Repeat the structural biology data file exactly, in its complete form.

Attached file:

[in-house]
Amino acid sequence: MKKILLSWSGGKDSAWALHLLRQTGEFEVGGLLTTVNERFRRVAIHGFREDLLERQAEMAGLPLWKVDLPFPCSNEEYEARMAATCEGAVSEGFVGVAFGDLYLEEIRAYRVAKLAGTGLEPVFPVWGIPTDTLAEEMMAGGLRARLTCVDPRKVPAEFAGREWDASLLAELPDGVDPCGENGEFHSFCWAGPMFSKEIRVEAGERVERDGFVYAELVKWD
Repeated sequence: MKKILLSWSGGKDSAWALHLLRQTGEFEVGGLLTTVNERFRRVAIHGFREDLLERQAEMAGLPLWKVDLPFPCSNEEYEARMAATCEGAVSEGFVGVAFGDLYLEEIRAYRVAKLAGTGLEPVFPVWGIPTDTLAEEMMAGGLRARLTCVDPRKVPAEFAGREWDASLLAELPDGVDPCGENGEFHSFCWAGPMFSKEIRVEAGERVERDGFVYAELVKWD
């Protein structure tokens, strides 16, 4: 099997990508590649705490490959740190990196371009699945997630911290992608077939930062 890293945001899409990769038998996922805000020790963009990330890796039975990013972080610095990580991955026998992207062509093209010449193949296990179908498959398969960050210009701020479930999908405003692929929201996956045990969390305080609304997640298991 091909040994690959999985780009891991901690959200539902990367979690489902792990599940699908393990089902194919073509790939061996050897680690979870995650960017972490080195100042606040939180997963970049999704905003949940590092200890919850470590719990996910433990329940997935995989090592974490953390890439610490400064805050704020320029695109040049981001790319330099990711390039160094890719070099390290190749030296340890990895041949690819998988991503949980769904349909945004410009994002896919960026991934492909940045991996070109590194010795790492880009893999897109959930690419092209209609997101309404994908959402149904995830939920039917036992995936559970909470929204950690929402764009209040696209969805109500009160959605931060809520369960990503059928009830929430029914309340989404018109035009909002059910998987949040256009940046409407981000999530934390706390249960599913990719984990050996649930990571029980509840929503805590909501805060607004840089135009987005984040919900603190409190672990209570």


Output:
[in-house]
Amino acid sequence: MKKILLSWSGGKDSAWALHLLRQTGEFEVGGLLTTVNERFRRVAIHGFREDLLERQAEMAGLPLWKVDLPFPCSNEEYEARMAATCEGAVSEGFVGVAFGDLYLEEIRAYRVAKLAGTGLEPVFPVWGIPTDTLAEEMMAGGLRARLTCVDPRKVPAEFAGREWDASLLAELPDGVDPCGENGEFHSFCWAGPMFSKEIRVEAGERVERDGFVYAELVKWD
Repeated sequence: MKKILLSWSGGKDSAWALHLLRQTGEFEVGGLLTTVNERFRRVAIHGFREDLLERQAEMAGLPLWKVDLPFPCSNEEYEARMAATCEGAVSEGFVGVAFGDLYLEEIRAYRVAKLAGTGLEPVFPVWGIPTDTLAEEMMAGGLRARLTCVDPRKVPAEFAGREWDASLLAELPDGVDPCGENGEFHSFCWAGPMFSKEIRVEAGERVERDGFVYAELVKWD
């Protein structure tokens, strides 16, 4: 099997990508590649705490490959740190990196371009699945997630911290992608077939930062 890293945001899409990769038998996922805000020790963009990330890796039975990013972080610095990580991955026998992207062509093209010449193949296990179908498959398969960050210009701020479930999908405003692929929201996956045990969390305080609304997640298991 091909040994690959999985780009891991901690959200539902990367979690489902792990599940699908393990089902194919073509790939061996050897680690979870995650960017972490080195100042606040939180997963970049999704905003949940590092200890919850470590719990996910433990329940997935995989090592974490953390890439610490400064805050704020320029695109040049981001790319330099990711390039160094890719070099390290190749030296340890990895041949690819998988991503949980769904349909945004410009994002896919960026991934492909940045991996070109590194010795790492880009893999897109959930690419092209209609997101309404994908959402149904995830939920039917036992995936559970909470929204950690929402764009209040696209969805109500009160959605931060809520369960990503059928009830929430029914309340989404018109035009909002059910998987949040256009940046409407981000999530934390706390249960599913990719984990050996649930990571029980509840929503805590909501805060607004840089135009987005984040919900603190409190672990209570």